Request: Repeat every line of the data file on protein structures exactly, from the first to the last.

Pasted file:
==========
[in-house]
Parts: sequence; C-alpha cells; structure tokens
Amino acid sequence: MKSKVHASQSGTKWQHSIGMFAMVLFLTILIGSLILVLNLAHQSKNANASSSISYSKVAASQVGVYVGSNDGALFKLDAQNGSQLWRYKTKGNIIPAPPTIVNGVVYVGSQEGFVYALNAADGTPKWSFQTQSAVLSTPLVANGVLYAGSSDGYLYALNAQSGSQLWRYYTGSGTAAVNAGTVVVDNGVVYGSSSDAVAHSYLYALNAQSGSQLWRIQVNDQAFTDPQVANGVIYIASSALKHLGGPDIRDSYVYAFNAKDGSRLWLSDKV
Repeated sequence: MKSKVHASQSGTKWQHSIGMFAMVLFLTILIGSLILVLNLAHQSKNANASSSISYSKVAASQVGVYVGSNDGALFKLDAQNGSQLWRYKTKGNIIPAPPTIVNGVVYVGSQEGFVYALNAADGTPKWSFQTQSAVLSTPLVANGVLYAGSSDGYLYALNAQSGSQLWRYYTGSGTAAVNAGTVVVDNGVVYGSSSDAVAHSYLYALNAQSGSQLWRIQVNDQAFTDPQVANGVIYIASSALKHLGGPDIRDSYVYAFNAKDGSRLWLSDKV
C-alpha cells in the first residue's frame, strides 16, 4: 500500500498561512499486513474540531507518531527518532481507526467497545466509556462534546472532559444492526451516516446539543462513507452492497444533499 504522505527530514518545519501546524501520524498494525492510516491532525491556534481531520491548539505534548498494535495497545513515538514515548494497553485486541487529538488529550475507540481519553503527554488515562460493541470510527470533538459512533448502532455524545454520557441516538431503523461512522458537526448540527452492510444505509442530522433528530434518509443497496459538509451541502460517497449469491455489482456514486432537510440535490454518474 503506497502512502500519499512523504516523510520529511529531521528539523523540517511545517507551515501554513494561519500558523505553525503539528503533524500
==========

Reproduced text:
[in-house]
Parts: sequence; C-alpha cells; structure tokens
Amino acid sequence: MKSKVHASQSGTKWQHSIGMFAMVLFLTILIGSLILVLNLAHQSKNANASSSISYSKVAASQVGVYVGSNDGALFKLDAQNGSQLWRYKTKGNIIPAPPTIVNGVVYVGSQEGFVYALNAADGTPKWSFQTQSAVLSTPLVANGVLYAGSSDGYLYALNAQSGSQLWRYYTGSGTAAVNAGTVVVDNGVVYGSSSDAVAHSYLYALNAQSGSQLWRIQVNDQAFTDPQVANGVIYIASSALKHLGGPDIRDSYVYAFNAKDGSRLWLSDKV
Repeated sequence: MKSKVHASQSGTKWQHSIGMFAMVLFLTILIGSLILVLNLAHQSKNANASSSISYSKVAASQVGVYVGSNDGALFKLDAQNGSQLWRYKTKGNIIPAPPTIVNGVVYVGSQEGFVYALNAADGTPKWSFQTQSAVLSTPLVANGVLYAGSSDGYLYALNAQSGSQLWRYYTGSGTAAVNAGTVVVDNGVVYGSSSDAVAHSYLYALNAQSGSQLWRIQVNDQAFTDPQVANGVIYIASSALKHLGGPDIRDSYVYAFNAKDGSRLWLSDKV
C-alpha cells in the first residue's frame, strides 16, 4: 500500500498561512499486513474540531507518531527518532481507526467497545466509556462534546472532559444492526451516516446539543462513507452492497444533499 504522505527530514518545519501546524501520524498494525492510516491532525491556534481531520491548539505534548498494535495497545513515538514515548494497553485486541487529538488529550475507540481519553503527554488515562460493541470510527470533538459512533448502532455524545454520557441516538431503523461512522458537526448540527452492510444505509442530522433528530434518509443497496459538509451541502460517497449469491455489482456514486432537510440535490454518474 503506497502512502500519499512523504516523510520529511529531521528539523523540517511545517507551515501554513494561519500558523505553525503539528503533524500